Samsung has claimed that the way Android's multitouch software works is not as good as Apple's, in a bid to avoid a recall and ban on sales of its Android smartphones in the Netherlands.
Nobody knows what Apple has in store for its special press event next week, but we've got a panel of Macworld editors ready to make their best guesses.
Apple's iPhone share of U.S. smartphone subscribers bumped upward 2 percentage points from May through July, giving it 33.4 percent of the market, according to online tracking and analytics firm comScore.
As the technology world at large now knows, Apple will host a special media event on September 12 at the Yerba Buena Center for the Arts. The next version of the iPhone is likely to be the star of the show, but Macworld's staff ruminates on what other surprises the event might bring.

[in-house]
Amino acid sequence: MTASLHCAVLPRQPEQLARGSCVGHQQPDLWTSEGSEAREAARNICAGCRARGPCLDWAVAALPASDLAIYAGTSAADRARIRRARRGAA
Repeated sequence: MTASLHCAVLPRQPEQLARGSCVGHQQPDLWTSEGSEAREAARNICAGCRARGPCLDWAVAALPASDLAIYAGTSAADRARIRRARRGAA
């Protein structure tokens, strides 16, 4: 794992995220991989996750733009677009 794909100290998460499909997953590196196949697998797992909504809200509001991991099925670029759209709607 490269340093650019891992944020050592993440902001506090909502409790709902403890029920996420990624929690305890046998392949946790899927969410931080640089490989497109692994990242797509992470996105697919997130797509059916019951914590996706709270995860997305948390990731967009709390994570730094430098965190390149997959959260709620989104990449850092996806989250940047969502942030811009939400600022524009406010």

Hewlett-Packard has released two beta versions of its open source webOS -- one for developers that runs on the Ubuntu Linux desktop, and one intended to help developers port webOS to new devices
Shortly after a major win against Samsung in a federal court in California, Apple added products including versions of the Samsung Galaxy S III in an amended patent infringement complaint against its rival.
Samsung copied Apple? Pff! Whaa? Get out! Stop it! Go on!
Apple didn't use one of its prominent patents in the suit against Samsung, the iPhone may soon play wireless audio in a whole new way, and James Bond's going to have a hard time coming up with a pun for "Xperia."
The battle is far from over: Samsung is appealing, Apple wants to ban sales of specific Samsung devices in the U.S., and a much bigger battle could be brewing between Apple and Google. Here's what to look for in the coming days.
Samsung said Tuesday it will "take all necessary measures" to keep its products on sale in the U.S.